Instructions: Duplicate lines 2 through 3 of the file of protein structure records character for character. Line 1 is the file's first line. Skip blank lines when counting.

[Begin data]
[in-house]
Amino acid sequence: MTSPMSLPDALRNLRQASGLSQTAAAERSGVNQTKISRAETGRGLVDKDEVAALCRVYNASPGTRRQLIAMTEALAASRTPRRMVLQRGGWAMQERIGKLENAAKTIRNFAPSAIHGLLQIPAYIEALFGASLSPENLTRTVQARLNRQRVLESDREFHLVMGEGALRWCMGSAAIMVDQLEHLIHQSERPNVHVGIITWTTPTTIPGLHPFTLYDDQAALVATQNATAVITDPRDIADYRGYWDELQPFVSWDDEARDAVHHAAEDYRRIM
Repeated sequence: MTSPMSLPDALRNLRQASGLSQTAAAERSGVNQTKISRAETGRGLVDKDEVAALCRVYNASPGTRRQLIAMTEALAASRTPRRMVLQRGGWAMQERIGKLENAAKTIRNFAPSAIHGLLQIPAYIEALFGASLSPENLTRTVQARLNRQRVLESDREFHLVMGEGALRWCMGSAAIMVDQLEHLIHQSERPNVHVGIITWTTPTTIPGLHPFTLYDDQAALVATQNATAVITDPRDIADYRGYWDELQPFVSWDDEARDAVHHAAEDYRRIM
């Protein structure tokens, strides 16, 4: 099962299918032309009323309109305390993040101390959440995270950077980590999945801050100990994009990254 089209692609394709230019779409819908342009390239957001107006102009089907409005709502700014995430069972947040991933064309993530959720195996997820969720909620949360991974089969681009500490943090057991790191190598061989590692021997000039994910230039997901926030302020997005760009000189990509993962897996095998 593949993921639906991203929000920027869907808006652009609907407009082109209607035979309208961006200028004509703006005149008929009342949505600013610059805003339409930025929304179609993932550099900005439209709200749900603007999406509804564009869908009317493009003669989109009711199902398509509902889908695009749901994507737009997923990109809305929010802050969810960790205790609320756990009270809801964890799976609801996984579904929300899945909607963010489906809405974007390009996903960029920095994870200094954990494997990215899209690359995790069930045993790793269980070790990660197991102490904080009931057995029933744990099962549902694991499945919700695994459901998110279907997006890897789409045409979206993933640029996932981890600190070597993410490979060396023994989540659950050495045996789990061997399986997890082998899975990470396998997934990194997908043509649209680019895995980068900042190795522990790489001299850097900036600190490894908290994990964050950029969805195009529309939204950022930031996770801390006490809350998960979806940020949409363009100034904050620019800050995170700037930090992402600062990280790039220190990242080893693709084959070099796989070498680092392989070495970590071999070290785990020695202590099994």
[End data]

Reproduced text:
Amino acid sequence: MTSPMSLPDALRNLRQASGLSQTAAAERSGVNQTKISRAETGRGLVDKDEVAALCRVYNASPGTRRQLIAMTEALAASRTPRRMVLQRGGWAMQERIGKLENAAKTIRNFAPSAIHGLLQIPAYIEALFGASLSPENLTRTVQARLNRQRVLESDREFHLVMGEGALRWCMGSAAIMVDQLEHLIHQSERPNVHVGIITWTTPTTIPGLHPFTLYDDQAALVATQNATAVITDPRDIADYRGYWDELQPFVSWDDEARDAVHHAAEDYRRIM
Repeated sequence: MTSPMSLPDALRNLRQASGLSQTAAAERSGVNQTKISRAETGRGLVDKDEVAALCRVYNASPGTRRQLIAMTEALAASRTPRRMVLQRGGWAMQERIGKLENAAKTIRNFAPSAIHGLLQIPAYIEALFGASLSPENLTRTVQARLNRQRVLESDREFHLVMGEGALRWCMGSAAIMVDQLEHLIHQSERPNVHVGIITWTTPTTIPGLHPFTLYDDQAALVATQNATAVITDPRDIADYRGYWDELQPFVSWDDEARDAVHHAAEDYRRIM